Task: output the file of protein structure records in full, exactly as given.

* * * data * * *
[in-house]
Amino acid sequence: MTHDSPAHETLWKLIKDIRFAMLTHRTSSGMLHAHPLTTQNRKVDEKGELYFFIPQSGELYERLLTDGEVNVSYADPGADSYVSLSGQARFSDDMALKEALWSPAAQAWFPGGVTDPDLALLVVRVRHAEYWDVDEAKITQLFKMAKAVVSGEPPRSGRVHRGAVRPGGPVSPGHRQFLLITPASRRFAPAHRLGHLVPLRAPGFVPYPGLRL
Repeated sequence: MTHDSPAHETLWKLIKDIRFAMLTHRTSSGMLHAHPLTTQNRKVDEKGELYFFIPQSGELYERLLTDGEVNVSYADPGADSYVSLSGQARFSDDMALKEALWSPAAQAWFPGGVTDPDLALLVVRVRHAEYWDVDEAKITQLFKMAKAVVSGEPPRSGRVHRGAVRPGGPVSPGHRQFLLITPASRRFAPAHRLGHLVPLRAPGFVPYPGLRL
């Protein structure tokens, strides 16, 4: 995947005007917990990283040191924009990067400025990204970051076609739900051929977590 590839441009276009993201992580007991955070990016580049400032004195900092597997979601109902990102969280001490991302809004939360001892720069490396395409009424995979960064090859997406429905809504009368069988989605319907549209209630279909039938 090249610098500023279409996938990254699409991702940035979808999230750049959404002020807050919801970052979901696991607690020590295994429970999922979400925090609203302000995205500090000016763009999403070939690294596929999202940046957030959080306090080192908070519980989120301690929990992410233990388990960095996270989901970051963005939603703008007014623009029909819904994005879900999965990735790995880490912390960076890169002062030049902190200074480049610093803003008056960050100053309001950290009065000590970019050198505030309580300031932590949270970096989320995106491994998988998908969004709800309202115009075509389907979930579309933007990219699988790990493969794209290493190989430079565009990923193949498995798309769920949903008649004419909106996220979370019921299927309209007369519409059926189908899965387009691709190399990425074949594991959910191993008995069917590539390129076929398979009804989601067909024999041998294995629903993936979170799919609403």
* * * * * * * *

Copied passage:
[in-house]
Amino acid sequence: MTHDSPAHETLWKLIKDIRFAMLTHRTSSGMLHAHPLTTQNRKVDEKGELYFFIPQSGELYERLLTDGEVNVSYADPGADSYVSLSGQARFSDDMALKEALWSPAAQAWFPGGVTDPDLALLVVRVRHAEYWDVDEAKITQLFKMAKAVVSGEPPRSGRVHRGAVRPGGPVSPGHRQFLLITPASRRFAPAHRLGHLVPLRAPGFVPYPGLRL
Repeated sequence: MTHDSPAHETLWKLIKDIRFAMLTHRTSSGMLHAHPLTTQNRKVDEKGELYFFIPQSGELYERLLTDGEVNVSYADPGADSYVSLSGQARFSDDMALKEALWSPAAQAWFPGGVTDPDLALLVVRVRHAEYWDVDEAKITQLFKMAKAVVSGEPPRSGRVHRGAVRPGGPVSPGHRQFLLITPASRRFAPAHRLGHLVPLRAPGFVPYPGLRL
């Protein structure tokens, strides 16, 4: 995947005007917990990283040191924009990067400025990204970051076609739900051929977590 590839441009276009993201992580007991955070990016580049400032004195900092597997979601109902990102969280001490991302809004939360001892720069490396395409009424995979960064090859997406429905809504009368069988989605319907549209209630279909039938 090249610098500023279409996938990254699409991702940035979808999230750049959404002020807050919801970052979901696991607690020590295994429970999922979400925090609203302000995205500090000016763009999403070939690294596929999202940046957030959080306090080192908070519980989120301690929990992410233990388990960095996270989901970051963005939603703008007014623009029909819904994005879900999965990735790995880490912390960076890169002062030049902190200074480049610093803003008056960050100053309001950290009065000590970019050198505030309580300031932590949270970096989320995106491994998988998908969004709800309202115009075509389907979930579309933007990219699988790990493969794209290493190989430079565009990923193949498995798309769920949903008649004419909106996220979370019921299927309209007369519409059926189908899965387009691709190399990425074949594991959910191993008995069917590539390129076929398979009804989601067909024999041998294995629903993936979170799919609403």